Indonesian auteur Edwin (Blind Pig Who Wants to Fly and Postcards from the Zoo) was a perfect fit for adapting novelist Eka Kurniawan offbeat martial-arts romance Vengeance is Mine, All Others Pay Cash. Winner of the Golden Leopard for Best Film at the 2021 Locarno International Film Festival and screening as part of the Dare Strand at BFI London Film Festival, the feature is his second collaboration with Japanese cinematographer Akiko Ashizawa JSC. Other key international crew members include Thai editor Lee Chatametikool and Thai sound designer Akritchalerm Kalayanamitr. Here Edwin and Ashizawa talk about working together as well as the creative and technical challenges encountered while producing the film.

How did the script and the story evolve?

Edwin: The writing process extended from 2016 to late 2019. Eka Kurniawan and I wanted to explore the strength of the audio-visual medium, so we made room for discoveries. However, we definitely did our best to stick to the spirit and energy from the book.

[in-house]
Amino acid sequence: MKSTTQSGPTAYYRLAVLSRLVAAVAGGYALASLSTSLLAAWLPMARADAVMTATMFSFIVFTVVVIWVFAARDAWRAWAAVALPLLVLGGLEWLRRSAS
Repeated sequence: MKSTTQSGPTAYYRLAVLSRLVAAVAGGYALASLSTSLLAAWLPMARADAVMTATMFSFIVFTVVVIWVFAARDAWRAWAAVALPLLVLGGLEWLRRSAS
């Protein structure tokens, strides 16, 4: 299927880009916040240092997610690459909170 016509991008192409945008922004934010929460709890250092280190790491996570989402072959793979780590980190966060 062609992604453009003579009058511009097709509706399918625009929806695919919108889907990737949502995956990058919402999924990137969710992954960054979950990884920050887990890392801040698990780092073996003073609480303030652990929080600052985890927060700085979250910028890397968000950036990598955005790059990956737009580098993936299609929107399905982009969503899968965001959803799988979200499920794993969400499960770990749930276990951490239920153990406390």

What led you to first collaborate with Akiko Ashizawa?

Edwin: I was introduced to Akiko Ashizawa by my producer Meiske Taurisia. In 2018, I had an opportunity to make a short film in Japan [commissioned by the Tokyo International Film Festival and the Japan Foundation Asia Center] so I asked Akiko-san to work with me. During the premiere of our short film at the Tokyo International Film Festival, I gave her the script of Vengeance is Mine, All Others Pay Cash. The film is a tribute to 80s/90s popular Asian action, martial arts, gangster and horror movies. Akiko-san’s works are diverse, and she definitely understands the many languages of Asian popular movies. I feel it’s important to work with a cinematographer who understands several cinema languages.

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